4.Both parties have filed their submissions which are a mirror of their averments above.
5.Rule 84 makes provision for institution of appeals and reads: -
6.From the record there is no evidence that the applicant served the respondents with a letter bespeaking for proceedings and he cannot benefit from the proviso to Sub-rule 1 of Rule 84. For that reason the time within which the applicant was required to file the appeal begun to run on 29th September, 2022 when the Notice of Appeal was lodged and lapsed on or about 28th November, 2022. The appeal filed on 30th December, 2022 is about a month late and this delay is not inordinate. Nevertheless, it was filed outside the time prescribed by the Rules and without leave, and which lapse was only sought to be remedied a month later after the 1st respondent filed an application to strike out the appeal.
7.The respondent makes strong arguments against the application. It is submitted that the Court cannot simply tell whether the applicant was honestly out of touch or is simply hoodwinking the Court into excusing him for failing to file his appeal on time. It is contended that the applicant was also informed of the strict timelines of filing an appeal and ought to have been vigilant in following up on the process regardless of any personal plans he may have had. He should have set up his appeal ready while awaiting the certified copies of the proceedings and once these were provided, all that would have been needed would have been to file the appeal.
8.The 1st respondent emphasizes the applicant was only triggered into action by the respondent’s application dated 18th January, 2023 as it has not been explained why after filing the record of appeal on 30th December, 2022 without leave, the applicant had to wait up to 30th January, 2023 to file the instant application for extension of time. Similarly, the reason for delay is unsubstantiated.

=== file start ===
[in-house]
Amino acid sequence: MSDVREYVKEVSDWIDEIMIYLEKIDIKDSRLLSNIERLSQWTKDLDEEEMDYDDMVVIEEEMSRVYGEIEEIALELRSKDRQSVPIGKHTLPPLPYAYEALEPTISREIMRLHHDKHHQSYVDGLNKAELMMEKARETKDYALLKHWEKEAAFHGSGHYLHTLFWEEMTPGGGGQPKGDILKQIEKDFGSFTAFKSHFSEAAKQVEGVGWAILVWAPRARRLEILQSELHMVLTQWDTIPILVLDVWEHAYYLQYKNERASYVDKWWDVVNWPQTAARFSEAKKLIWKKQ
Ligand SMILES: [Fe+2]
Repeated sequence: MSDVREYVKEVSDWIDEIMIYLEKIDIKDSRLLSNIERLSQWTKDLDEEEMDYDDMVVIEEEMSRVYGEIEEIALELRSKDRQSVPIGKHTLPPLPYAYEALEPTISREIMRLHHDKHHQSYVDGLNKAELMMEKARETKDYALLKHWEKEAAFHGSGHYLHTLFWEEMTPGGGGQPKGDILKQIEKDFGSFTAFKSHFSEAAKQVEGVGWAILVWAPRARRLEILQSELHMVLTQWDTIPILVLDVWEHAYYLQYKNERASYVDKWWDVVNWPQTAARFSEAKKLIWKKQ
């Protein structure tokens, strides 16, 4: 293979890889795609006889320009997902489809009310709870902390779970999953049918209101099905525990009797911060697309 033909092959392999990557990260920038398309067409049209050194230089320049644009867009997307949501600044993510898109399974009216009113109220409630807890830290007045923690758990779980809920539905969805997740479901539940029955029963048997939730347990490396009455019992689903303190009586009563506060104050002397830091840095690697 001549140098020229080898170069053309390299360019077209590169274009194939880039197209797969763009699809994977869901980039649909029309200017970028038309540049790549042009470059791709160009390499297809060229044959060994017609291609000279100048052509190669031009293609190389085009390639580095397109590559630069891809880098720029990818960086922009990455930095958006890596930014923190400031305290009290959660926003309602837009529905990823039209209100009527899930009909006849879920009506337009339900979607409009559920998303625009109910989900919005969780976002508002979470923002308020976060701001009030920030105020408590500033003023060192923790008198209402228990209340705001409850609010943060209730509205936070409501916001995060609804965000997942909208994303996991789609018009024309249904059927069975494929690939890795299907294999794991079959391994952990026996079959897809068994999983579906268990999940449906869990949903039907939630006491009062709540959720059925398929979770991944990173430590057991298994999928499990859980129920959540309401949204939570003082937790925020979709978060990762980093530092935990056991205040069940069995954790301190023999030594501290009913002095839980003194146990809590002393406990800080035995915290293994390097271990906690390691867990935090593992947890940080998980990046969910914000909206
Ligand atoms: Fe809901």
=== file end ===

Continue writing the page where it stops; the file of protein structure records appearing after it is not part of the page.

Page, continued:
9.No doubt, the current application was precipitated by the 1st respondent’s application of 18th January, 2023 to strike out the appeal yet the lateness in filing the appeal was 31 days or so. This was not inordinate even if the period up to 30th January, 2023, a further 30 day delay, when the application was filed is considered. In the Court’s discretion, it will excuse this delay to give the applicant a chance to pursue his right of appeal, and in so doing, the Court notes that the respondents have not stated or demonstrated that, save for frustrating the 1st respondent’s striking out motion, they will suffer substantial prejudice if the application were to be granted. I trust that I have considered this matter within the guidelines set out in Fakir Mohamed vs Joseph Mugambi & 2 others  eKLR).
10.The upshot is that notice of motion dated January 30, 2023 is allowed as prayed. Costs shall be in the appeal.